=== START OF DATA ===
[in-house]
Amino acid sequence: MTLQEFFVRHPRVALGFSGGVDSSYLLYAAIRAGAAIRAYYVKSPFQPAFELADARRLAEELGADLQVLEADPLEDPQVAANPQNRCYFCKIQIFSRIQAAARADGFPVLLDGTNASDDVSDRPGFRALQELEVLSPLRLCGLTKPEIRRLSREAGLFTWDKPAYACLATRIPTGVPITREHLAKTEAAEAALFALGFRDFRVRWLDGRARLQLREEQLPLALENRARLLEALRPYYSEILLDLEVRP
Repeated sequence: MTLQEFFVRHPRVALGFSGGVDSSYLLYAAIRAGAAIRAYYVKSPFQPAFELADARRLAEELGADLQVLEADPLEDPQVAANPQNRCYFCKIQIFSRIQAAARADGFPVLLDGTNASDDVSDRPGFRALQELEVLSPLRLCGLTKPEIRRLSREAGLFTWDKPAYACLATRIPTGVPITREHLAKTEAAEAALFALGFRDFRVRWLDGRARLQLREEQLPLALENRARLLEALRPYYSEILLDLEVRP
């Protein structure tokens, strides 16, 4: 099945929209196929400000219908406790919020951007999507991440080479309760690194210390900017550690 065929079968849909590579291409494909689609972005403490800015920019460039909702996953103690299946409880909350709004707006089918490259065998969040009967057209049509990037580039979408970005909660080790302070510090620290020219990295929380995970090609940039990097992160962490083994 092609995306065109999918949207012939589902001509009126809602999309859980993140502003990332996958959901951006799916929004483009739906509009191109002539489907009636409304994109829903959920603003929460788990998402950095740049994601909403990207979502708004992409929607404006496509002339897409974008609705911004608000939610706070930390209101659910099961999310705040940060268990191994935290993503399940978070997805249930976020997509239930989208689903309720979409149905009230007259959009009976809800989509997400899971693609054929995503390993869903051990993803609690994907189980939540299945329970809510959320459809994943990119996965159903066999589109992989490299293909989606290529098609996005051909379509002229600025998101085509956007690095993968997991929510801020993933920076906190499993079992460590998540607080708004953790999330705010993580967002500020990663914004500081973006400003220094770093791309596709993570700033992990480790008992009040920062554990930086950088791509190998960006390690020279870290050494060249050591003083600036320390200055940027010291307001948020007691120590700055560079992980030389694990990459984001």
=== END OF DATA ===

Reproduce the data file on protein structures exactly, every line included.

[in-house]
Amino acid sequence: MTLQEFFVRHPRVALGFSGGVDSSYLLYAAIRAGAAIRAYYVKSPFQPAFELADARRLAEELGADLQVLEADPLEDPQVAANPQNRCYFCKIQIFSRIQAAARADGFPVLLDGTNASDDVSDRPGFRALQELEVLSPLRLCGLTKPEIRRLSREAGLFTWDKPAYACLATRIPTGVPITREHLAKTEAAEAALFALGFRDFRVRWLDGRARLQLREEQLPLALENRARLLEALRPYYSEILLDLEVRP
Repeated sequence: MTLQEFFVRHPRVALGFSGGVDSSYLLYAAIRAGAAIRAYYVKSPFQPAFELADARRLAEELGADLQVLEADPLEDPQVAANPQNRCYFCKIQIFSRIQAAARADGFPVLLDGTNASDDVSDRPGFRALQELEVLSPLRLCGLTKPEIRRLSREAGLFTWDKPAYACLATRIPTGVPITREHLAKTEAAEAALFALGFRDFRVRWLDGRARLQLREEQLPLALENRARLLEALRPYYSEILLDLEVRP
């Protein structure tokens, strides 16, 4: 099945929209196929400000219908406790919020951007999507991440080479309760690194210390900017550690 065929079968849909590579291409494909689609972005403490800015920019460039909702996953103690299946409880909350709004707006089918490259065998969040009967057209049509990037580039979408970005909660080790302070510090620290020219990295929380995970090609940039990097992160962490083994 092609995306065109999918949207012939589902001509009126809602999309859980993140502003990332996958959901951006799916929004483009739906509009191109002539489907009636409304994109829903959920603003929460788990998402950095740049994601909403990207979502708004992409929607404006496509002339897409974008609705911004608000939610706070930390209101659910099961999310705040940060268990191994935290993503399940978070997805249930976020997509239930989208689903309720979409149905009230007259959009009976809800989509997400899971693609054929995503390993869903051990993803609690994907189980939540299945329970809510959320459809994943990119996965159903066999589109992989490299293909989606290529098609996005051909379509002229600025998101085509956007690095993968997991929510801020993933920076906190499993079992460590998540607080708004953790999330705010993580967002500020990663914004500081973006400003220094770093791309596709993570700033992990480790008992009040920062554990930086950088791509190998960006390690020279870290050494060249050591003083600036320390200055940027010291307001948020007691120590700055560079992980030389694990990459984001």